Washington — The House committee investigating the Jan. 6 attack on the Capitol postponed the third of its series ofset for Wednesday, citing scheduling conflicts and production challenges.
A committee spokesperson said the delay was “due to a number of scheduling factors, including production timeline and availability of members and witnesses.”
Rep. Zoe Lofgren, a Democrat on the committee, said the postponement was meant to give staffers more time to prepare the committee’s extensive video presentations.
“It’s just technical issues. The staff putting together all the videos, you know, doing 1, 2, 3 — it was overwhelming. So we’re trying to give them a little room to get their work done,” Lofgren said on Capitol Hill.
The committee will meet on Thursday for a hearing that was already on the committee’s calendar. Lofgren indicated the agenda and witness list for that meeting will remain the same. “It’s not a big deal,” she told reporters outside a meeting of House Democrats.
Rep. Pete Aguilar, a Democrat of California, said the schedule has “always been fluid” and Wednesday’s hearing will “likely” move to next week.
The panelfor the second in its examining the Jan. 6 attack and former President Donald Trump’s role in undermining the results of the 2020 election. Lawmakers showed never-before-seen footage of interviews with top officials in the Trump administration and campaign who said the former president continued to baselessly allege the election was stolen, despite their best efforts to convince him otherwise.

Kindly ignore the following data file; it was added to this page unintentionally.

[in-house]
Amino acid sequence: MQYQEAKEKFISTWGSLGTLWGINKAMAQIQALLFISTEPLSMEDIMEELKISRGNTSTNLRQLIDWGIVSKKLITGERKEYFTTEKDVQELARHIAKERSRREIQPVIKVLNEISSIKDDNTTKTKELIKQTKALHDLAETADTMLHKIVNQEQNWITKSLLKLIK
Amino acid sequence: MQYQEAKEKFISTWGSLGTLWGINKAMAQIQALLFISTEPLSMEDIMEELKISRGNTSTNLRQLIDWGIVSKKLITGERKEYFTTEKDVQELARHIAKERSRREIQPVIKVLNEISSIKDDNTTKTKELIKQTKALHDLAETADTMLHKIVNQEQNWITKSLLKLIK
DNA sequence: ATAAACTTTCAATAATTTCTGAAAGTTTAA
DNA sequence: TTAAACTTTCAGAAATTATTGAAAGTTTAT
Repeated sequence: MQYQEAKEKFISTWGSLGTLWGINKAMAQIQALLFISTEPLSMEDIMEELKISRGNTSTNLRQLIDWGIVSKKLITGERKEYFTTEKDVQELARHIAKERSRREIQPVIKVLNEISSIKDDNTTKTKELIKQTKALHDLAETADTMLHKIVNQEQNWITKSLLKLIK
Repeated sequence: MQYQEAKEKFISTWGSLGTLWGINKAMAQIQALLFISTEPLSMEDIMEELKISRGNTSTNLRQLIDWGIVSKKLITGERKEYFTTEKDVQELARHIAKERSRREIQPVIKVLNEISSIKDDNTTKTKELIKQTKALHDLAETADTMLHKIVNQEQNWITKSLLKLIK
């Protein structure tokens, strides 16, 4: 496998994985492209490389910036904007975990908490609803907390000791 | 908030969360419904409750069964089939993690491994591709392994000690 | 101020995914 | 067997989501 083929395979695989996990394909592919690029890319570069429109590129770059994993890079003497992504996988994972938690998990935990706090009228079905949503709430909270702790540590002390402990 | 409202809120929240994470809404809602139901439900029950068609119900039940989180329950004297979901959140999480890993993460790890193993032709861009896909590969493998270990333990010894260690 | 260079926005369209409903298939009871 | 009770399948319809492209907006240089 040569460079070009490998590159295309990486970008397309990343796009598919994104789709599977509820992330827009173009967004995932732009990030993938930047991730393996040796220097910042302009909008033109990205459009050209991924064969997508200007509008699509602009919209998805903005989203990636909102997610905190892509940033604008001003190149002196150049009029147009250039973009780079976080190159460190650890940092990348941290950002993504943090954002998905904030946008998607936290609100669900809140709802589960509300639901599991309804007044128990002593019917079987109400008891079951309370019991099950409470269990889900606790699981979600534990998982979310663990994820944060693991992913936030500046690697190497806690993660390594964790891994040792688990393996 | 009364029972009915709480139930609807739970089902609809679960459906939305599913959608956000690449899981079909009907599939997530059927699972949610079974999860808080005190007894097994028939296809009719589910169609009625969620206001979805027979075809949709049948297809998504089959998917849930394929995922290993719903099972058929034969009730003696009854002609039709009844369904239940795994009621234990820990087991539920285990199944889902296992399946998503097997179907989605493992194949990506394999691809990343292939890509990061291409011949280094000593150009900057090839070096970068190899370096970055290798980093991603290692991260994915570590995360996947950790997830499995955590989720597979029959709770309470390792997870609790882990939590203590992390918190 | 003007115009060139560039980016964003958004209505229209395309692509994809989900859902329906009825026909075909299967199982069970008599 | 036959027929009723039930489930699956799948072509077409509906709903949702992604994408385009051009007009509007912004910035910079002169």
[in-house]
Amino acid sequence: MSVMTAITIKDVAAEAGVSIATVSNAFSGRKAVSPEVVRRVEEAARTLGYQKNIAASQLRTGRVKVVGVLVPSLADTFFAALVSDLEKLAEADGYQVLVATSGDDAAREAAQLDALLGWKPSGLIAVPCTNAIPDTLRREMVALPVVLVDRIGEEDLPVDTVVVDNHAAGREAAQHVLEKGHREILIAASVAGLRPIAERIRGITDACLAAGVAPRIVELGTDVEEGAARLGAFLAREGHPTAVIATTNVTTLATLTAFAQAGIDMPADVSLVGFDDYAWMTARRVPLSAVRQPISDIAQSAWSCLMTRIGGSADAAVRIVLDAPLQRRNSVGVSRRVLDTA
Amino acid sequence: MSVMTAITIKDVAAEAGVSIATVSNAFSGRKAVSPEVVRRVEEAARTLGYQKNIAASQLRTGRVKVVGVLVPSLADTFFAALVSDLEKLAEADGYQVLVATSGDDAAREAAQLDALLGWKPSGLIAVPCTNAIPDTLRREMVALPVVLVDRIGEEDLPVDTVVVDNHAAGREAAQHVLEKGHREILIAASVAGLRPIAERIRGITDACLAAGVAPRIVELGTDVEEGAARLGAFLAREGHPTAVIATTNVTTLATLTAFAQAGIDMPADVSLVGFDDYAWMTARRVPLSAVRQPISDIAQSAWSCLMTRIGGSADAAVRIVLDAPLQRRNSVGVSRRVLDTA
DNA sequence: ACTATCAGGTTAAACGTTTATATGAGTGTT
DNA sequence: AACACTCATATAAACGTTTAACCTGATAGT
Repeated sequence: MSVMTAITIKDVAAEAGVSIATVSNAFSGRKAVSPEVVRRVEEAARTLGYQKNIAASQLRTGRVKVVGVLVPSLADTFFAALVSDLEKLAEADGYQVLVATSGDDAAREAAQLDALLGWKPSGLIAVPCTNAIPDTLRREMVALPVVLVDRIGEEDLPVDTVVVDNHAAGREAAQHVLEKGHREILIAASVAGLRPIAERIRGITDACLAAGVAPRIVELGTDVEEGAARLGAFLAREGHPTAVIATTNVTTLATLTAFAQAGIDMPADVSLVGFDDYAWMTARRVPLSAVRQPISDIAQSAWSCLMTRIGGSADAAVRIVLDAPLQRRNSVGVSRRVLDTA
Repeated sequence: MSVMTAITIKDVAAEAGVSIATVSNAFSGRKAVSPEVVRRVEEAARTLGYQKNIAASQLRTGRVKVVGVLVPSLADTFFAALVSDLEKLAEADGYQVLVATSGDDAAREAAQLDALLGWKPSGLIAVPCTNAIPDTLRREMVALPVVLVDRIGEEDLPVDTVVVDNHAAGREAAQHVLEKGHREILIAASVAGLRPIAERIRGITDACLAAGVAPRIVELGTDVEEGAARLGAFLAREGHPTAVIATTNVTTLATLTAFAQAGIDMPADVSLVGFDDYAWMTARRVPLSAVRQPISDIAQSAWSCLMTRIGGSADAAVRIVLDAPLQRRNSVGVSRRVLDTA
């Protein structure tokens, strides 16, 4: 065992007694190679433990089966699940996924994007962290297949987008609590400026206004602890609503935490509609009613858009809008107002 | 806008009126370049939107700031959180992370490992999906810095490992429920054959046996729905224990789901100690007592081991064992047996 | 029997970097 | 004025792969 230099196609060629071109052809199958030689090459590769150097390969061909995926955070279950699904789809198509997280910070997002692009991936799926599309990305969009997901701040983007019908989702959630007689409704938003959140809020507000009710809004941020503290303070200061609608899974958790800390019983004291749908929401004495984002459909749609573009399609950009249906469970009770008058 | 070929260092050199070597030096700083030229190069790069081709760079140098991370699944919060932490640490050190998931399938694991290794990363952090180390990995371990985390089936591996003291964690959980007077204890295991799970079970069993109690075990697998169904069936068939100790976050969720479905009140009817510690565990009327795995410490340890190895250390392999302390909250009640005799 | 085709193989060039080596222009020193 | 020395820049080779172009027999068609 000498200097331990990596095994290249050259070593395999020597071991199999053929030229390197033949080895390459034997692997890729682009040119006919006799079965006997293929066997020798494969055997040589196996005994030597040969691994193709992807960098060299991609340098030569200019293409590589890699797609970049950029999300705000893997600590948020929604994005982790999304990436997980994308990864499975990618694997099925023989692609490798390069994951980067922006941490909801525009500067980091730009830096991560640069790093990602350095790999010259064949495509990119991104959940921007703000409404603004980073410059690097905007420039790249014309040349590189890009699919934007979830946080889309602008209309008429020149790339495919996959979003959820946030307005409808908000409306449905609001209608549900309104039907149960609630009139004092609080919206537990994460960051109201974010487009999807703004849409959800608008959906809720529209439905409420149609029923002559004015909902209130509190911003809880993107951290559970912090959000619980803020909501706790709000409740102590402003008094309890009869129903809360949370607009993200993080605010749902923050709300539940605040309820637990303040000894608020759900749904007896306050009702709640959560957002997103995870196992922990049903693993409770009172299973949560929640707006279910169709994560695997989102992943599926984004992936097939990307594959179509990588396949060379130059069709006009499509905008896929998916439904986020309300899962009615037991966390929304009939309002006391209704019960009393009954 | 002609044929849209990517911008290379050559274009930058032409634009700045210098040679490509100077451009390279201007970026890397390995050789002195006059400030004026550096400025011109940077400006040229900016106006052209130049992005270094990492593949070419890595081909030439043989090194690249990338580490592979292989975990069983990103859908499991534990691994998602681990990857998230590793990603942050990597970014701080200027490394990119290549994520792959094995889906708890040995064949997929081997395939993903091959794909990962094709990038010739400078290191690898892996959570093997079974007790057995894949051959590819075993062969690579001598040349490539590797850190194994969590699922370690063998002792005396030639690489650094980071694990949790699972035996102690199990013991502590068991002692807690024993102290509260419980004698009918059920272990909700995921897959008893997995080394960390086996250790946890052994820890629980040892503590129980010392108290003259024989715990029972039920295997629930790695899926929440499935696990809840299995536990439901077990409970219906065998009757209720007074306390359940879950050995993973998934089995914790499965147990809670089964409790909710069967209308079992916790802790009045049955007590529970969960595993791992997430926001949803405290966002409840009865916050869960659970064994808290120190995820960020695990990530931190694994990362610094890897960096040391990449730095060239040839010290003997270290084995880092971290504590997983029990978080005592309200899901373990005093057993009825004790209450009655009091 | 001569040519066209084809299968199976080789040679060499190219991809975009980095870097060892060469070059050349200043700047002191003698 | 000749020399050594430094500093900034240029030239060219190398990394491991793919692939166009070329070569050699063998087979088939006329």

Rep. Liz Cheney, the committee’s Republican vice chair, said last week that the session set for Thursday would examine Trump’s efforts to pressure Vice President Mike Pence to reject the states’ electoral votes when Congress met to count them on Jan. 6. Pence refused, saying he had no power under the Constitution to take such a drastic step. Cheney said the committee will feature testimony from Pence’s chief of staff and general counsel about Trump’s pressure campaign.
Wednesday’s hearing was meant to examine efforts by Trump and others to influence the Justice Department to overturn the election results, particularly a campaign to replace the acting attorney general with a Justice Department official who would baselessly allege that the department had uncovered widespread fraud.
Monday’s hearing came with its own complications, after one of the witnesses who was set to testify had to abruptly pull out. Bill Stepien, Trump’s campaign manager in 2020, had to rush to be with his wife who had gone into labor, his lawyer said. The committee instead played video clips of Stepien’s closed-door interviews with committee investigators.
Nikole Killion and Rebecca Kaplan contributed reporting.
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